A GROWING CONCERN: Be a smart spring garden shopper

Tomorrow is Easter, and it is not the symbolism of rebirth and resurrection, but death and destruction that is yours for sure if you buy botanical wonders the likes of begonias, marigolds, geraniums, salvia, tomatoes, peppers, squash and impatients too early. Many plant outlets are doing a horrible service by selling these now!

So here is a baker’s dozen of flowering botanical wonders to bring new life to your yard and garden, all of which are ready, abundant and ideal to plant in early to mid-April and beyond.

1. Pansies and violas. The more I use these plants and the new dazzling color offerings, the more I am turning from super fan to groupie.

They bloom all year and, in most cases, for more than a year (bi-annually).

Perfect as a prolific border, pansies and violas co-mingle spring bulbs for a fall visual effect (ah … spring).

2. Sweet alyssum. Here is another biannual that blooms all year and reseeds itself as well. But better yet, sweet alyssum feeds the very earliest of bees and a native non-stinging wasp that prefers to lay its eggs in aphids.

Who doesn’t want an aromatic, highly prolific, bee-feeding flower around their yard?

3. Trailing lobelia. Without question, these are one of my all-time favorite blooming annuals precisely because of how floribundant this plant is.

It has a super victorian effect because of its dainty multi-flowered effect. It is available in a multitude of colors.

4. Snapdragons. Everyone can grow florist-quality cut snapdragons in their garden by getting either the Madame Butterfly or ideally the Rocket series.

These plants adore our cool spring, cool falls and cool summer evenings.

5. Dusty Miller and artemisia. I call these the highlighters because of the intense, pure white color that is produced by pubescence or little white hairs on their leaves. Pure, intense clumps of white make your other flowers colors stand in stark contrast to these plants. So why not highlight your garden?

6. Peas. I will find any excuse to sow sweet peas and edible peas, but only because we are the best place in all of North America to do so. With beautifully scented cut flowers and outrageously nutritious food from a trellis tacked up somewhere, who wouldn’t want these plants?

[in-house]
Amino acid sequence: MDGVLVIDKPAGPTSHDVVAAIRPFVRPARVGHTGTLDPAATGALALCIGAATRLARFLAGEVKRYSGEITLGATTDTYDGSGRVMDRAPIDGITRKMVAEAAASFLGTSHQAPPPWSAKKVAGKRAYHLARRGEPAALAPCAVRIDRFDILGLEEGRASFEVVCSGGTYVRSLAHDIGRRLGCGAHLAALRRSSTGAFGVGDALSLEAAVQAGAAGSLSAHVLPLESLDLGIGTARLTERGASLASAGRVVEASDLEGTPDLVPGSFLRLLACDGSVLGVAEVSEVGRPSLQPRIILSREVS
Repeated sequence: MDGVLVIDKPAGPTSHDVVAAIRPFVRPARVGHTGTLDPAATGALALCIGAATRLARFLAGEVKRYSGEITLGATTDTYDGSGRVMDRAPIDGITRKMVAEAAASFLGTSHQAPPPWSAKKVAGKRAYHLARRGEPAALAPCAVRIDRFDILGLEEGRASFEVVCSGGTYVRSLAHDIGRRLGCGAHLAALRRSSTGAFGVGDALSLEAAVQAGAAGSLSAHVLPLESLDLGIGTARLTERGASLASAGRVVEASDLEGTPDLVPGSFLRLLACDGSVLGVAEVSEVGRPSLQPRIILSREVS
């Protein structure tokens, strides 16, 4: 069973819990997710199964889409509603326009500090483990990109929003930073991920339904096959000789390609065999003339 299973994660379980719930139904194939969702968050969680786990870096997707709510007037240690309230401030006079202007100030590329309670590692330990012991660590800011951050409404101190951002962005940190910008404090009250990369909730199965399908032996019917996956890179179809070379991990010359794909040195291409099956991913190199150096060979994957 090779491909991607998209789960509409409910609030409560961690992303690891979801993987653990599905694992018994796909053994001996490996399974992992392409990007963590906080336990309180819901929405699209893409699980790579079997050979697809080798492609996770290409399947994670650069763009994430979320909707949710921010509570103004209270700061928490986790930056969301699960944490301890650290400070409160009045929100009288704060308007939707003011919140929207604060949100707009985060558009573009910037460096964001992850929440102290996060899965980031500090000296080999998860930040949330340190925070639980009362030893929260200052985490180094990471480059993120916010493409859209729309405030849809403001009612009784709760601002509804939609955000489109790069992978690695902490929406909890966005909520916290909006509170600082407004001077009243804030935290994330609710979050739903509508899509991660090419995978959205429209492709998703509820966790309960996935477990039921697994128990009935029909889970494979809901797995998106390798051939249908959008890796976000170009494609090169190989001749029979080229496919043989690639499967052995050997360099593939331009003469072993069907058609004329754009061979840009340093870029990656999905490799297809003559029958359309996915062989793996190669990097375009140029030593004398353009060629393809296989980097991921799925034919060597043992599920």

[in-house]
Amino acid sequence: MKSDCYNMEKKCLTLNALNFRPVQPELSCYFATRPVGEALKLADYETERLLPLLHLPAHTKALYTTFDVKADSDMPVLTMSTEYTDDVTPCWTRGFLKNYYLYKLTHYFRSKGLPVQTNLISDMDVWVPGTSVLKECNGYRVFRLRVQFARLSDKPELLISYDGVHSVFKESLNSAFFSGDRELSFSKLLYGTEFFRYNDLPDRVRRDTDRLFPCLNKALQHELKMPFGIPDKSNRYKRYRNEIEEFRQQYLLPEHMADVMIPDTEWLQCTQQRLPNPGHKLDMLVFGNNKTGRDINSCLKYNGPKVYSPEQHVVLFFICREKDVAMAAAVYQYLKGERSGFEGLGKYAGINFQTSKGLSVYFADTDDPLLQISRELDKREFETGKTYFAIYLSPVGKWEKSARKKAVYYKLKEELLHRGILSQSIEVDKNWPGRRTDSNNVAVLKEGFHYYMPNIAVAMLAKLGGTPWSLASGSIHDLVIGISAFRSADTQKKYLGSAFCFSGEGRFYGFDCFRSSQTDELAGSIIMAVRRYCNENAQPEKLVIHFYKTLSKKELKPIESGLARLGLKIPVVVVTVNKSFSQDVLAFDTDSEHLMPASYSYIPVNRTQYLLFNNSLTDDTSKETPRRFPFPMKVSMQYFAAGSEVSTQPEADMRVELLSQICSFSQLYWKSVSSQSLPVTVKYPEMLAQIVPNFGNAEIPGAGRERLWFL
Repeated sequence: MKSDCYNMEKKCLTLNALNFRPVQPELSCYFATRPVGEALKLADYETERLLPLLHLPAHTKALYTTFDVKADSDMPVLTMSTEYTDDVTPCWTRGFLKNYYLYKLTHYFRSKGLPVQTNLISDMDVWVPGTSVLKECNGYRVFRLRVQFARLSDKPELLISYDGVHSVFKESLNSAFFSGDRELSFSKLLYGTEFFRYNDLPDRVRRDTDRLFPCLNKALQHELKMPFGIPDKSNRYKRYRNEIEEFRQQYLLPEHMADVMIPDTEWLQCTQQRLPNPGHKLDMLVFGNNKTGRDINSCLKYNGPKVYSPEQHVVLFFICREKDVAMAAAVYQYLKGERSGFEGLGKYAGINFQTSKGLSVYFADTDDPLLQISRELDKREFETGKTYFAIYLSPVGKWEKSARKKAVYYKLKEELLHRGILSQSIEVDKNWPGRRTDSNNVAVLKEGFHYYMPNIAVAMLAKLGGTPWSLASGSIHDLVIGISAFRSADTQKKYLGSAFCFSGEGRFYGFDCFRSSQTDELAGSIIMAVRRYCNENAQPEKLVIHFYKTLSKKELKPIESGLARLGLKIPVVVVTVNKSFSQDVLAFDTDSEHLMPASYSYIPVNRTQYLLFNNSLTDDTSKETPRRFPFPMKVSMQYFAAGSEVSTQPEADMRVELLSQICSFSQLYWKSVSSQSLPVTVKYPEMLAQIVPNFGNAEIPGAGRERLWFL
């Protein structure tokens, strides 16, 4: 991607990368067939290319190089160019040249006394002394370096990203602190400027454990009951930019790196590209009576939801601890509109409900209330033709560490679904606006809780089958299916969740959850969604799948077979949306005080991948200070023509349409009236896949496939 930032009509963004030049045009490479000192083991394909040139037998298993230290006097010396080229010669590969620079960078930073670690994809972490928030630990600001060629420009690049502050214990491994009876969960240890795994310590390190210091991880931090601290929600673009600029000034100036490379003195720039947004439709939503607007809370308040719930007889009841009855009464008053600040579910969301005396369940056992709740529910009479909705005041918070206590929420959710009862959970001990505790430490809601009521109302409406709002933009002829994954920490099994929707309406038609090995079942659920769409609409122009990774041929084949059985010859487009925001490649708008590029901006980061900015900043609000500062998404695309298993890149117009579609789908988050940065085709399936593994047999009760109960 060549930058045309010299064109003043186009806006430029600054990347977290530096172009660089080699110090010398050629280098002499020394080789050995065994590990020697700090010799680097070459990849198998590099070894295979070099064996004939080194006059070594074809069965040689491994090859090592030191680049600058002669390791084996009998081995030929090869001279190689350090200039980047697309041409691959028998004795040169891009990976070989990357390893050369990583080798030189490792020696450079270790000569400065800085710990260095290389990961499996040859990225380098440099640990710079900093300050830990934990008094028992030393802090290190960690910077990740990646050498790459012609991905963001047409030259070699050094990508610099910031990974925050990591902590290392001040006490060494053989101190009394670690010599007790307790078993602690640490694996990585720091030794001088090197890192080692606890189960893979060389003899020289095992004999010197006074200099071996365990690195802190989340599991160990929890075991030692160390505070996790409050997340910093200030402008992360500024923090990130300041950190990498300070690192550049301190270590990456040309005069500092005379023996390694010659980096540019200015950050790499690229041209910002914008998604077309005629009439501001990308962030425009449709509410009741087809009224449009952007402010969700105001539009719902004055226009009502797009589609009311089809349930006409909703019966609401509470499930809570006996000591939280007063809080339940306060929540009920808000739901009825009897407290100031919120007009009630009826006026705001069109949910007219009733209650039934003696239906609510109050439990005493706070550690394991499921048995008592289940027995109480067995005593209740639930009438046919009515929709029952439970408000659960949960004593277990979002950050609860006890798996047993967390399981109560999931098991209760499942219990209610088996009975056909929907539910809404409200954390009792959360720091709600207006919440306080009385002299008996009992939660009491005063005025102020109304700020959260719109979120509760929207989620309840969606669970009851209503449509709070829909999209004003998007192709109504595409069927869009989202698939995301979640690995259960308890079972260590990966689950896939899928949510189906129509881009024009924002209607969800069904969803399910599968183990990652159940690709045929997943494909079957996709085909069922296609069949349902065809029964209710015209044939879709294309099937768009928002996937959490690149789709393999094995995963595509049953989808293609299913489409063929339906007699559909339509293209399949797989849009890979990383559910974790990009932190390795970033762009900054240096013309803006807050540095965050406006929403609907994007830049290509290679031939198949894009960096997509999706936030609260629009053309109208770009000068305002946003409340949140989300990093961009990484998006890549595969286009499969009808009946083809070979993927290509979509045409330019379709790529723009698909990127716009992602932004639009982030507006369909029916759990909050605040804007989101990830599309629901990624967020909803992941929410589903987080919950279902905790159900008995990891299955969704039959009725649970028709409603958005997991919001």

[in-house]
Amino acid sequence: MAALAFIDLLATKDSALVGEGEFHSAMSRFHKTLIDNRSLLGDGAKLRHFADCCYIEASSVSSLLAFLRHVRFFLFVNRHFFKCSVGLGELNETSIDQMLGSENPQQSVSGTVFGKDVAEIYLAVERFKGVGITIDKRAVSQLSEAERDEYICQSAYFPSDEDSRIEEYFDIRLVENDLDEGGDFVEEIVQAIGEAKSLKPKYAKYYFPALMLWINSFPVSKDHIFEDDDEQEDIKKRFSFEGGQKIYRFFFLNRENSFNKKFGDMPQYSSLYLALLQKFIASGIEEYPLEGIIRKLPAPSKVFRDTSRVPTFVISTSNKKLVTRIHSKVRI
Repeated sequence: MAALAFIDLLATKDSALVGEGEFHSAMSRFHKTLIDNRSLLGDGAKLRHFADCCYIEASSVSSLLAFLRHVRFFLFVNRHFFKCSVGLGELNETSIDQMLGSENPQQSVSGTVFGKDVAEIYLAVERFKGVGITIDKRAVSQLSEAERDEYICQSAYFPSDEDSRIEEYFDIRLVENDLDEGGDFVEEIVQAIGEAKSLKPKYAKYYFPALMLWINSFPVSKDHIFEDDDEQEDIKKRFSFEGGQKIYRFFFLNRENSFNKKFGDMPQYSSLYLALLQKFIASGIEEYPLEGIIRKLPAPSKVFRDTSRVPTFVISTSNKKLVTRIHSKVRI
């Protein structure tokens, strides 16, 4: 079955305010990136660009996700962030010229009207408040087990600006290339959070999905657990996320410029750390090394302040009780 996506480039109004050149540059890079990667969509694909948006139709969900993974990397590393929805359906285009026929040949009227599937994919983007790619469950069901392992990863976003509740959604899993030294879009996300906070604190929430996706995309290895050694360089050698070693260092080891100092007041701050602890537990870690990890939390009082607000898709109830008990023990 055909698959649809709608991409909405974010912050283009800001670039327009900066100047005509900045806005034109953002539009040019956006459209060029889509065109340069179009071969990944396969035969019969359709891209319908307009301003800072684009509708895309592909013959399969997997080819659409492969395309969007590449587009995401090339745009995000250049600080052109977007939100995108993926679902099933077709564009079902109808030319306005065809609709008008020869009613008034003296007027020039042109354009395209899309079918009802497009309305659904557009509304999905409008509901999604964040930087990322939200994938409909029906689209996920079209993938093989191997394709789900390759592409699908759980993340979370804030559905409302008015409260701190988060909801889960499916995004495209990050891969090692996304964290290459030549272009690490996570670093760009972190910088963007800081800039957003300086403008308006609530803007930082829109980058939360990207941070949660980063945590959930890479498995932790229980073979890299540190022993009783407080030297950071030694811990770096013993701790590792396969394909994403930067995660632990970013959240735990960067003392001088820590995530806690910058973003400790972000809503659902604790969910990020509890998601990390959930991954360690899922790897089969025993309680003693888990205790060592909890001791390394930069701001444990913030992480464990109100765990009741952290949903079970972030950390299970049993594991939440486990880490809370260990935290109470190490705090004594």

7. Bracchia. I have seen in numerous outlets plant starts of broccoli, kale, cabbage, Brussel sprouts, kohlrabi, cauliflower, turnips, parsnips and bok choy. This week is the most ideal time to plant this frost-resistant vegetable family for an early harvest. Then plant again in June.

8. Mediterranean herbs. Let’s round off the edibles with these hardy, very drought tolerant, rocky soil loving, pungent, culinary, easy to grow, cool tolerant plants.

Buy now and plant lavender, rosemary, Russian sage, thyme and oregano. These plants look marvelous and taste even better.

9. Columbine/delphinium/lupine. The terrific trio, as I like to call them. All three are indigenous to our Peninsula and so are perfect for your yard. These extremely hardy plants will bloom year after year from April through June and are everywhere.

10. Creeping flax, rock cress, perennial alyssum. Another trifecta when it comes to creeping over the rock wall, hanging perennials.

Again, these three are available in greenhouses and nurseries now, ready and able to be planted, and will give you a beautiful terraced floribunda look.

11. Sedums. A grouping of plants more than 2,700 strong that creep, trail, spread, hang, grow upright and both bloom and have seasonal foliage color. Extremely drought tolerant and heat resistance — think gravel and rock areas.

12. Erysimum. Here is a new plant I have been playing with, and for a perennial, it has a very impressive year-long bloom capability on the Peninsula. Nice, colorful flowers on upright flower stalks, erysimum is an attention-getter with interesting foliage.

13. Rhododendrons and azaleas. Let us finish with a woody ornamental that is also native to the Peninsula. Rhodies and azaleas are such beautiful plants — great for acidic areas by evergreens or in mulch beds. They bloom from January through August, depending on the variety. So buy several, one for each month, and plant right now. Vendors are flush in these items.

Have fun shopping, happy Easter and … stay well all!

________

Andrew May is a freelance writer and ornamental horticulturist who dreams of having Clallam and Jefferson counties nationally recognized as “Flower Peninsula USA.” Send him questions c/o Peninsula Daily News, P.O. Box 1330, Port Angeles, WA 98362, or email news@peninsuladailynews.com (subject line: Andrew May).

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